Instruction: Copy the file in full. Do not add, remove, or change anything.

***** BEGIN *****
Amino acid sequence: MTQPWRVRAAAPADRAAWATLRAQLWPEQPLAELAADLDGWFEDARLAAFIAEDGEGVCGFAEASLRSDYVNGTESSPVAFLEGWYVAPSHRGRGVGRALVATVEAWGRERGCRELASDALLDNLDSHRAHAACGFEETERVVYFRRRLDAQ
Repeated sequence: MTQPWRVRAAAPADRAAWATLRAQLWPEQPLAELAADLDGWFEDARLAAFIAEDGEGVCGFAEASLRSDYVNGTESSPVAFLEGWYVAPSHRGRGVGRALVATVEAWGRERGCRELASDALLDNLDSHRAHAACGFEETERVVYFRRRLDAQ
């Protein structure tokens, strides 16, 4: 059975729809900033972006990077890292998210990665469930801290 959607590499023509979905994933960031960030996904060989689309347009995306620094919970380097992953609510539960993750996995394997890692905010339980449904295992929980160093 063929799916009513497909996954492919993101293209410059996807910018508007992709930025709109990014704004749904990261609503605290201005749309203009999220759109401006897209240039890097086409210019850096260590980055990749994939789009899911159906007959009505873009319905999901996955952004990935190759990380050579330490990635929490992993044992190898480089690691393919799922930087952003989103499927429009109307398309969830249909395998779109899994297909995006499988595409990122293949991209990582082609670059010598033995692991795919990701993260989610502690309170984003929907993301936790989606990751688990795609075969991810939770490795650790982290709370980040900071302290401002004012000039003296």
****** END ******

Amino acid sequence: MTQPWRVRAAAPADRAAWATLRAQLWPEQPLAELAADLDGWFEDARLAAFIAEDGEGVCGFAEASLRSDYVNGTESSPVAFLEGWYVAPSHRGRGVGRALVATVEAWGRERGCRELASDALLDNLDSHRAHAACGFEETERVVYFRRRLDAQ
Repeated sequence: MTQPWRVRAAAPADRAAWATLRAQLWPEQPLAELAADLDGWFEDARLAAFIAEDGEGVCGFAEASLRSDYVNGTESSPVAFLEGWYVAPSHRGRGVGRALVATVEAWGRERGCRELASDALLDNLDSHRAHAACGFEETERVVYFRRRLDAQ
């Protein structure tokens, strides 16, 4: 059975729809900033972006990077890292998210990665469930801290 959607590499023509979905994933960031960030996904060989689309347009995306620094919970380097992953609510539960993750996995394997890692905010339980449904295992929980160093 063929799916009513497909996954492919993101293209410059996807910018508007992709930025709109990014704004749904990261609503605290201005749309203009999220759109401006897209240039890097086409210019850096260590980055990749994939789009899911159906007959009505873009319905999901996955952004990935190759990380050579330490990635929490992993044992190898480089690691393919799922930087952003989103499927429009109307398309969830249909395998779109899994297909995006499988595409990122293949991209990582082609670059010598033995692991795919990701993260989610502690309170984003929907993301936790989606990751688990795609075969991810939770490795650790982290709370980040900071302290401002004012000039003296």